Kyrgyzstan to join the Eurasian Economic Union in May 2015
by Olivia Kroth
In May 2015, Kyrgyzstan wants to join the Eurasian Union as its fifth member state after the Russian Federation, Kazakhstan, Belarus and Armenia. Already in November 2014, the Russian State Duma had ratified an agreement with the Kyrgyz Government that Russia will allocate 1.2 billion dollars for Kyrgyz integration. The money is to be used for cooperation in the agro-industrial sector, textile industry, mining and metallurgical industries, housing and transport (TASS, 26.11.2014). The documents for Kyrgyzstan’s entry into the Eurasian Union were signed on the 23rd of December 2014.
Kyrgyzstan’s President: Almazbek Sharshenovich Atambayev
The Eurasian Economic Union consists of Eastern European and Asian countries in the post-Soviet space. It facilitates commerce and trade between its member states, envisaging free transition of capital, goods, services, and work force. The Eurasian Economic Union has become operational on January 1, 2015.
Understandably, Kyrgyzstan wants to have a piece of the cake, as economic success always tastes sweet and will bring a multitude of benefits for the Kyrgyz citizens. Today, Kyrgyzstan is inhabited by 70 percent of Kyrgyz and 10 percent of Russians, followed by other minorities.
Osh Bazaar in Bishkek:
Kyrgyz-Russian relations are several hundred years old, they did not just start yesterday. The territory became part of the Russian Empire after 1876. In 1936, the Soviet Republic of Kyrgyzstan was established. Even after the dissolution of the Soviet Union and declaration of Kyrgyzstan’s independence, in 1991, the close ties remained. In 1996, the new Kyrgyz republic declared Russian as its second official language.
Among the population of Kyrgyzstan, about six million citizens, Islam is the dominant religion. Eighty percent are Muslims and seventeen percent Russian Orthodox. Animistic traditions can also be found. The Kyrgyz religious and public holidays illustrate very well the mixture of Islam and Russian Orthodoxy, the pride about independence as well as the history as a former member of the Soviet Union.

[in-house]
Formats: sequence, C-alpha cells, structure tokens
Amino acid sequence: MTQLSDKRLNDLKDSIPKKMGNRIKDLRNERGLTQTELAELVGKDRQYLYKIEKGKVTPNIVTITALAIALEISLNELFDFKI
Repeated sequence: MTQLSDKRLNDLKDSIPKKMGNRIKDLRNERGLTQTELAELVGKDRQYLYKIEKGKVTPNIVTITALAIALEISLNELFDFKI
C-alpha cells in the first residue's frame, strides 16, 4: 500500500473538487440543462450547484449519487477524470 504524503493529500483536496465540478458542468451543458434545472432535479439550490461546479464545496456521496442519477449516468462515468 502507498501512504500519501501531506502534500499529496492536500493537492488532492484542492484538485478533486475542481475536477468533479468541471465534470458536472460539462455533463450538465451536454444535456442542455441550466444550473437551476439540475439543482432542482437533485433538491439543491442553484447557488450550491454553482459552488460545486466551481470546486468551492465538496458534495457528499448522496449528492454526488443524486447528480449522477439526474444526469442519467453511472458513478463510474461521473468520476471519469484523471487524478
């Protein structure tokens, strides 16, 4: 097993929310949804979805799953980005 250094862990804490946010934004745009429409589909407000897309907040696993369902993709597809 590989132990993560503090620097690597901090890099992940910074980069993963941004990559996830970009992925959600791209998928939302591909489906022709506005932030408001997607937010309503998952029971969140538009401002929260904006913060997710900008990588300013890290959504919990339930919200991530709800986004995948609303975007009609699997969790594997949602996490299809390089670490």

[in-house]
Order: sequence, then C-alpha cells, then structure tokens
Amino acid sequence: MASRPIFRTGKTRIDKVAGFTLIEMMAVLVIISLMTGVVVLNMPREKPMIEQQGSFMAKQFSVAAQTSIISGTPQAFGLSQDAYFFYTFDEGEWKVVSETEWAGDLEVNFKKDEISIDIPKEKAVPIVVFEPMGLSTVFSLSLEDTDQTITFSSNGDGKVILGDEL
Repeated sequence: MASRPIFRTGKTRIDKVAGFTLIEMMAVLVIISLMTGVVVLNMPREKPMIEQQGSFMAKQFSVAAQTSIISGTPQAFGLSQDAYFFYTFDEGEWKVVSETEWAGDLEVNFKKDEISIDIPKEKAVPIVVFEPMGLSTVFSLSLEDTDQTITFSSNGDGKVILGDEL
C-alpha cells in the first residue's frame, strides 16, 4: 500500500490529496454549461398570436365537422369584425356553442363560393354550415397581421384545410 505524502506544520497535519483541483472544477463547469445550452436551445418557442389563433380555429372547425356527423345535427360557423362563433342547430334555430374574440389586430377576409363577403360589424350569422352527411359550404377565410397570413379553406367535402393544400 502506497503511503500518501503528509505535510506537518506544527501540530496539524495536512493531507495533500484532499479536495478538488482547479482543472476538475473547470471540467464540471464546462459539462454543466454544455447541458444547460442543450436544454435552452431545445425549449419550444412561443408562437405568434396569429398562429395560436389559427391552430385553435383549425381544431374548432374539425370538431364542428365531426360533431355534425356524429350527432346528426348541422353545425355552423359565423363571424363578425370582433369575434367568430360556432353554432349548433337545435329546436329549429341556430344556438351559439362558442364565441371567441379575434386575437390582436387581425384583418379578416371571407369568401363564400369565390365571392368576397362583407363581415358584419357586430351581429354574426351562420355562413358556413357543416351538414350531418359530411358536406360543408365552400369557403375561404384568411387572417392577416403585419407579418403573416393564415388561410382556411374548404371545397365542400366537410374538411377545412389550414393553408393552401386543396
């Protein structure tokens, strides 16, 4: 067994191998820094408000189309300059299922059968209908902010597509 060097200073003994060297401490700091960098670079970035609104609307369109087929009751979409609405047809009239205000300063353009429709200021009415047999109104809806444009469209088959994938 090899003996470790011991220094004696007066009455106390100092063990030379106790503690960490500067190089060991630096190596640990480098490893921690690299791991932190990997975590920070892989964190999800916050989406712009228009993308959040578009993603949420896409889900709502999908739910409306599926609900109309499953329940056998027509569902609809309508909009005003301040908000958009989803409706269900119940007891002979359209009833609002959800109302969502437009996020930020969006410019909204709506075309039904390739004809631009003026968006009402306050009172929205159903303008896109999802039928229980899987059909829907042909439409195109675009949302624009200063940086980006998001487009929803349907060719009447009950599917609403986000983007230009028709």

Remembering Soviet times at the Historic State Museum in Bishkek:
The 1st of January is New Year’s Day, followed by the Russian Orthodox Christmas Day on the 7th of January. Muslim holidays are Orozo Ait and Kurman Ait. These dates are fixed according to the lunar calendar.
Soviet times are remembered on the 23rd of February, which is Fatherland Defenders’ Day, and on the 9th of May, when the entire Russian Federation and many former Soviet Republics celebrate Victory Day, the end of the Great Patriotic War. Later in the cycle, the Day of the Great October Socialist Revolution is remembered on the 7th of November.
In contrast, Kyrgyz independence is proudly highlighted by such public holidays as the 5thof May, Constitution Day, and the 31st of August, Independence Day.
Vladimir Lenin inside the Historic State Museum of Bishkek:
Kyrgyzstan is rich in mineral resources: antimony, coal, gold and uranium. The country exports metals, minerals, agricultural products and electric energy, mainly to Russia, China and Kazakhstan.
The Kyrgyz republic is mostly rural. About two thirds of its people live from agriculture, which constitutes an important sector of the nation’s economy. The irrigated Fergana Valley is very fertile and well-suited for growing fruits and vegetables. Traditionally, livestock is bred, especially horses, sheep and yaks. The Kyrgyz are historically semi-nomadic herders, living in round tents which they call yurts. The nomadic tradition is still alive in seasonal transhumance.